Wednesday, September 30, 2009

Build and Continuous Integration on Small Projects

Continuous Integration (CI) is a concept whose value is usually described in the context of projects of considerable size in terms of modules, environments, number of developers etc. The CI is seen on one hand as a tool to keep efforts of many developers and teams coordinated, and on another, to keep an eye on the complex environment in which code has to live. Yet even on a trivially small project like GNUBridge, consisting of one developer, one module,  and less than 10,000 lines of code, CI has provided considerable value.

First, it forced me to spell out the assumptions and weaknesses of the build process. My manual process involved running junit tests in the IDE, then building a jar and ftping it to the website. Even in a simple process like this is prone to problems. First, a lot of bad things can happen between the time junit tests are run in the IDE and a jar is built. Key resources could be excluded from the jar. Classes could be compiled by the wrong compiler. Also, the manual FTP step could introduce a problem, like having ascii transfer mode. When I was automating the build in Ant, I made sure the jar was produced first, and then the unit tests were being run against the jar. If the tests pass, the jar gets published by the CI server.

Second, CI forced a separation of the application from my development environment. There are various features in any single environment that are not apparent until the build is attempted on another box in alien environment. In my case, the integration tests were instantiating invisible GUI components, and build was failing on the CI server which did not have X. This forced me to look at the architecture, and put to a test the MVC pattern that GNUBridge was supposed to follow. GNUBridge passed the test - in a couple of hours I had views replaced with mocks, with no significant detriment to code coverage statistics. The CI server also had a limit on the CPU time and memory that was considerably smaller than my box. Out of the window went expensive performance benchmarks. If GNUBridge ever needs them, they can be replaced with lightweight benchmarks. This saved me a couple of minutes in the test suite running time, making it practical once again to run the full suite every 20 minutes or so. Both of these restrictions imposed by the CI server forced discipline that made the architecture and development environment better.

In addition to architectural improvements, the separation between build and the development box had two more advantages. For one, it is now be assured that the tests do not rely on any artifacts that may be laying around. Second, it is easy for anyone else to get started by having everything that's needed available in the source code repository, and only needing the basic tools - subversion client, JDK and Ant to get going.

Along the same lines, any developer wishing to get a quick look at the state of the project, can see the commit frequency and what's being worked on. While I haven't implemented code metrics yet, when they come, it'll be one more axis along which the code can improve.

Another unimplemented feature which will reduce risk of bugs getting by are automatically run stochastic tests. These are exploratory tests with random inputs that discover interesting scenarios and verify that program's behavior is correct in situations that I may not have thought about or found relevant at the time I was writing my developer tests. I will be making a separate post on the importance of stochastic tests in GNUBridge. For stochastic tests to provide the most value, there needs to be a sufficiently large sample, but it's impractical for developer to run them frequently. So CI server is where they belong.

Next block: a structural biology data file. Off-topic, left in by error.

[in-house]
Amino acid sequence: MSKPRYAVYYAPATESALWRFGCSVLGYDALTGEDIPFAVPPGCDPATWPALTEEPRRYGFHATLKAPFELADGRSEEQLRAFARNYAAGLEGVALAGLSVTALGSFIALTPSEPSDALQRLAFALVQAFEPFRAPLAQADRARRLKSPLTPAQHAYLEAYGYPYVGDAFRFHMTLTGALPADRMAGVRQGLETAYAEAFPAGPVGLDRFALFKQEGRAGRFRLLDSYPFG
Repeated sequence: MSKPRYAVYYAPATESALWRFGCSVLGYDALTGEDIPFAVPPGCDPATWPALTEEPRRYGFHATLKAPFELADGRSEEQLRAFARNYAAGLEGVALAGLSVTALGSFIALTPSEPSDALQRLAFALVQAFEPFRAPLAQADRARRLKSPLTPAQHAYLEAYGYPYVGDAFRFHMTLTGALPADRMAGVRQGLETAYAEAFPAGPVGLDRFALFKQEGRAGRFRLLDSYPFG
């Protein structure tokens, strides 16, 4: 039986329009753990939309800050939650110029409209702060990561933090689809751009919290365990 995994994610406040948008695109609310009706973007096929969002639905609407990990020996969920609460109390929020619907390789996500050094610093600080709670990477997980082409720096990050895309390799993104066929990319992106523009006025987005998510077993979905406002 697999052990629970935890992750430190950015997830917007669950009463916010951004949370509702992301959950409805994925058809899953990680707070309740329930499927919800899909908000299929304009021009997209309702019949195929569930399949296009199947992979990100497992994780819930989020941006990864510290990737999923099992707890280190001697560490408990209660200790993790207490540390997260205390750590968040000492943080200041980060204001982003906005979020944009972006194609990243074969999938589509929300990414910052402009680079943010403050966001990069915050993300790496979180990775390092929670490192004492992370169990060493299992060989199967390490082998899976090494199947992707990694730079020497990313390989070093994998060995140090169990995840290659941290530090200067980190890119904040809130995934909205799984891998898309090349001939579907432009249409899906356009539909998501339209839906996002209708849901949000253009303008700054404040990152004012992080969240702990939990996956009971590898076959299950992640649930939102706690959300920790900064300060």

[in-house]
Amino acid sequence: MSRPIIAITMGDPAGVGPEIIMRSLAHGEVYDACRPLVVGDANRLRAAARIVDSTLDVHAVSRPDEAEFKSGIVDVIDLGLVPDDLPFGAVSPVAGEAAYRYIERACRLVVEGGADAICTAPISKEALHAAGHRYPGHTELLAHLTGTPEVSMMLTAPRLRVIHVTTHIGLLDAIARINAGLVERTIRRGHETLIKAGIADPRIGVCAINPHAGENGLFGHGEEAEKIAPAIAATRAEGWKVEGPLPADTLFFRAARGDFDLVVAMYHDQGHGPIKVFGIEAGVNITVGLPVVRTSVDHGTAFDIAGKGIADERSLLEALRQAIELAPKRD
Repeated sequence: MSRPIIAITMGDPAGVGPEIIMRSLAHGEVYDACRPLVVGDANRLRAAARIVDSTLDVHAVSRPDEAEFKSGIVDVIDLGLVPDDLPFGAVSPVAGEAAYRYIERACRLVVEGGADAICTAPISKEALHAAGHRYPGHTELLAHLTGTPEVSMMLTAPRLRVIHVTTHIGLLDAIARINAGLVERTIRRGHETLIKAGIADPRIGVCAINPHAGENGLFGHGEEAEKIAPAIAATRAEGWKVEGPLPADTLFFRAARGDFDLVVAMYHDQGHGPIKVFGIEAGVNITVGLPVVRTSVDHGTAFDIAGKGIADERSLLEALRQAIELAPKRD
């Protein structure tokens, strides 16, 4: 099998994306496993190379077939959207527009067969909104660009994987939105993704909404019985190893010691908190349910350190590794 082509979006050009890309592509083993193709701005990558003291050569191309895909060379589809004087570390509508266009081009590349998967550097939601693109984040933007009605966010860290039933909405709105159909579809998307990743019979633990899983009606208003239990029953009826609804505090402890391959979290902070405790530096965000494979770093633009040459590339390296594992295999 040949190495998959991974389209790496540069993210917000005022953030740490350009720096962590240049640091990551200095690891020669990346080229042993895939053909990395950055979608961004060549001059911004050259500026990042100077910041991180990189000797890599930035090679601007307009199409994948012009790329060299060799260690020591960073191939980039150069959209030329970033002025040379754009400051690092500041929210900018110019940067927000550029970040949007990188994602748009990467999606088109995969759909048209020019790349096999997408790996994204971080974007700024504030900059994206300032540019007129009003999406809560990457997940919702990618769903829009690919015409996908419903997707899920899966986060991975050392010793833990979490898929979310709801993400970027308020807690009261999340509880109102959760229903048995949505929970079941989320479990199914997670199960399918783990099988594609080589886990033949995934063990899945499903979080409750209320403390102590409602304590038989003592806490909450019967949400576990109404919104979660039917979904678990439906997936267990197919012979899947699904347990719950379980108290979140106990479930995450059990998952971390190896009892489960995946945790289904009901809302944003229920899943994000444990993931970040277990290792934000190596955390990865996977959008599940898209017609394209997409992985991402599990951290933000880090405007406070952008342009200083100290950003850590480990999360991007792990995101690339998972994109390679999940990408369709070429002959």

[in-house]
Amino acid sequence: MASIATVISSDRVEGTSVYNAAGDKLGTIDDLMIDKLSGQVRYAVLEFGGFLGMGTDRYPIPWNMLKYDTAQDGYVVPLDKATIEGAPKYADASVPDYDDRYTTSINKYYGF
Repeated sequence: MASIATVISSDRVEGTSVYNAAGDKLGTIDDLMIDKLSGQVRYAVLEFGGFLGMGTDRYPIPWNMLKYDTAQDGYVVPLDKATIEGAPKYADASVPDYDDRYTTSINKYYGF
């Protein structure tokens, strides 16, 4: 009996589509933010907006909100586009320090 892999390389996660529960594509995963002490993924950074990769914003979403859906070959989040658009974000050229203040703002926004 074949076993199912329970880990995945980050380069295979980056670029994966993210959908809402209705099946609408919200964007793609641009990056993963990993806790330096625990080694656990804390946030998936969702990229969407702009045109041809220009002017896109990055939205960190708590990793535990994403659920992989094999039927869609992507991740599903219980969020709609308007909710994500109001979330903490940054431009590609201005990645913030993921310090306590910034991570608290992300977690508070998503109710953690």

Finally, while target audience are the developers, the CI server also provides important functionality to end users. They can get the bleeding edge product, tested in a fresh environment, along with an automated "what's new" feature listing pulled from commit comments. When reporting a problem, they can go back to an older version one commit at a time, making it much easier to pinpoint the source of a problem. There's an RSS feed that automatically alerts them of new features being available.

As with most of my software experiences, the full glory of these benefits was not apparent to me when I set out to do CI for GNUBridge. My motivation at the time was the automation of the stochastic tests, which ironically, still remains to be implemented. Based on the insights gained on this project, I think there are valid reasons to consider CI even on small projects.

  • January 10, 2010: CI server just exposed a bug in static initialization that was not a problem when working within the IDE.

  • January 24, 2010: CI server exposed a dependency of a production class on a test class

    1. I have a question for you about the use of stochastic tests on the CI server. You mention early on that their are limits to CPU use on the CI server that are much lower than your personal machine. Won't these limits reduce the effectiveness of using stochastic tests? That is you will only be able to run 1000 of them instead of a million and are therefore much less likely to find a problem than you would be on a less limited machine?

      Also, can you give us some details about the service you're using to host your CI server?


    2. Good point. I see CI server solution as more scalable when additional developers contribute to the project. In the meantime, search space is so large, that better test design is where the time is best invested.

      There are very limited options for free CI hosting I could find. Gnubridge is hosted with Parabuild. Another one I'd consider looking into is runcoderun.